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Finding God in a noisy and busy world

There are places where we expect to find God and to be in awe of the sacred: grandiose basilicas, intricate stained glass, majestic mountain ranges. Yet, there are places where we least expect to find God, and somehow His grace is made present: a booth of a Chinese restaurant, the aisles of a grocery store, the messy living room where the floor has become a Lego minefield.
Whether it’s called “heart happy” or “God moment,” we can find ourselves acutely aware of the omnipotent and omnipresent God. It’s these unexpected moments of grace when we can find God in all things, to borrow an ideal of Ignatian spirituality.
Like light piercing through the clouds, God’s love permeates our lives even in those moments when we feel far away from Him. The question remains, though — how can I be more aware, more present, more receptive of God in my life?
I often hear from young people that they desire a deeper prayer life, or even an existent prayer life. This generation of teenagers has a few names so far, such as Gen Z or the Homeland Generation; the name I prefer, however, is the iGen, as they are digital natives and have always had access to the Internet and smart phones. Generational research is showing that simply put, their brains are wiring differently.
For young people, it’s almost counter cultural to unplug, to have a phone that only makes calls, to be blissfully ignorant of the latest YouTube personality or influencer on Instagram. How can they find God in the stillness and silence when their entire world is noisy and gratified instantaneously?
The recent synod of bishops with young people, and Pope Francis’ apostolic exhortation “Christus Vivit,” draws attention to the necessity of mentors for young people. Each of us in the pews is a youth minister. Each of us can model what it means to be holy and to become a saint for a young person. Our young people deserve witnesses who can show that holiness is not only possible but achievable.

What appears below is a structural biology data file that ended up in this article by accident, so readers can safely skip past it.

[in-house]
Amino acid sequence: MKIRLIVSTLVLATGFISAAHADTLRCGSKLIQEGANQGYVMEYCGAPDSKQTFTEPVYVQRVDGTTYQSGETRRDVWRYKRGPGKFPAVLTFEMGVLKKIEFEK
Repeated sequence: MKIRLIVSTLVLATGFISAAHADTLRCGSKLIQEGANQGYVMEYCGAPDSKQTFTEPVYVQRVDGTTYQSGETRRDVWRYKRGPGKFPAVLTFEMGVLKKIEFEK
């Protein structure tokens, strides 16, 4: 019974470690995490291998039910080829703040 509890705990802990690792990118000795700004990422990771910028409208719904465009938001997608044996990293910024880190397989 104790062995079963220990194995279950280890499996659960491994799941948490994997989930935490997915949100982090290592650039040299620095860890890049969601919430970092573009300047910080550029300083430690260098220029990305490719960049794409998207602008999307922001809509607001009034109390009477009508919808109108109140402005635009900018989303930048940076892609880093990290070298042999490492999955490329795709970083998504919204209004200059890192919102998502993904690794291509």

Our families seem busier than ever before. Someone recently asked me the standard question about our weekend, and I replied, “Oh, the places we go” in a trudging reference to the famous Dr. Seuss book. The fact is that families are busy and on the move constantly between work, school, extracurricular activities and so on.
As a husband and a father, how do I find God in all things when the dishwasher is overflowing, dinner isn’t cooked and soccer practice is in 30 minutes? We go to Mass as a family, but sometimes beyond that, it can be difficult for us to find the sacred in our family home.
That’s the crux of our problem, though. We strain to see the sacred in places we expect to find God at the expense of simply recognizing that family life IS holy. The family is the domestic Church and parents are the first and primary passers of the faith.
Being open to the Holy Spirit moving in our lives is a great first step. Recognizing that we do not have to do extravagant or great things, “only small things with great love” as Mother Teresa said, is the next. Yes, praying with my family is good and sacred and holy. Playing UNO as a family, or reading together, or swimming in the pool together is good and sacred and holy, too.
If we become who God meant for each of us to be, and to do that to the best of our ability, we have the capacity to truly build the kingdom of God. St. Catherine of Siena reminded us, “If you are what you should be, you will set the world ablaze!” To find God in all things means that we often have to look inside ourselves, to remind ourselves that we are a temple of the Holy Spirit and that Christ dwells within us. We then are sent out on mission, to be like Christ in our specific vocations —marriage, consecrated single life, priesthood or religious life.
If we slow down for a moment, we can open our eyes to God’s presence in our families and in our lives. We can appreciate the moments when your son says how much he loves you as his dad and that you’re the best dad he could hope for … in the booth of a Chinese restaurant. We can be grateful for the moments when you see the beauty of your spouse…in the aisles of a grocery store. We can treasure the saints that we are making and the saints that God has called us to be … in the messy living room where the floor has become a Lego minefield.
— Adam Ganucheau is the Director of the Office of Youth Ministry for the Archdiocese of Mobile. He may be emailed at
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